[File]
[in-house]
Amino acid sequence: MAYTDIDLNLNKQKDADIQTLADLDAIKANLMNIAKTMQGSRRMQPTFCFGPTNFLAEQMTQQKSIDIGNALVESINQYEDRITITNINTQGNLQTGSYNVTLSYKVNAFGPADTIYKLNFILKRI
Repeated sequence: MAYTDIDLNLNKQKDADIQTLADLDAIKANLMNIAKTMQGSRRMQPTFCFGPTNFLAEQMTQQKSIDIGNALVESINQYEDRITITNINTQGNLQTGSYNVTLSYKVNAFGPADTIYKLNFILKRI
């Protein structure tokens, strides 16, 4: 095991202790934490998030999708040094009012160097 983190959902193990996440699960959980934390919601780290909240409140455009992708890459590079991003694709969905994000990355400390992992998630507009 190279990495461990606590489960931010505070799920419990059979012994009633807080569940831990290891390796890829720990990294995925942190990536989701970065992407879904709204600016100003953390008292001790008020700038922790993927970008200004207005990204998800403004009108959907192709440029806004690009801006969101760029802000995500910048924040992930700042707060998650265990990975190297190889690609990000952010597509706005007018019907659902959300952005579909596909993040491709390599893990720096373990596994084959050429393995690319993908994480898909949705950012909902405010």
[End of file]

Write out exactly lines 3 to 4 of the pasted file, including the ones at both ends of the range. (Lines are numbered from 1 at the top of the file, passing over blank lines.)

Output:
Repeated sequence: MAYTDIDLNLNKQKDADIQTLADLDAIKANLMNIAKTMQGSRRMQPTFCFGPTNFLAEQMTQQKSIDIGNALVESINQYEDRITITNINTQGNLQTGSYNVTLSYKVNAFGPADTIYKLNFILKRI
């Protein structure tokens, strides 16, 4: 095991202790934490998030999708040094009012160097 983190959902193990996440699960959980934390919601780290909240409140455009992708890459590079991003694709969905994000990355400390992992998630507009 190279990495461990606590489960931010505070799920419990059979012994009633807080569940831990290891390796890829720990990294995925942190990536989701970065992407879904709204600016100003953390008292001790008020700038922790993927970008200004207005990204998800403004009108959907192709440029806004690009801006969101760029802000995500910048924040992930700042707060998650265990990975190297190889690609990000952010597509706005007018019907659902959300952005579909596909993040491709390599893990720096373990596994084959050429393995690319993908994480898909949705950012909902405010």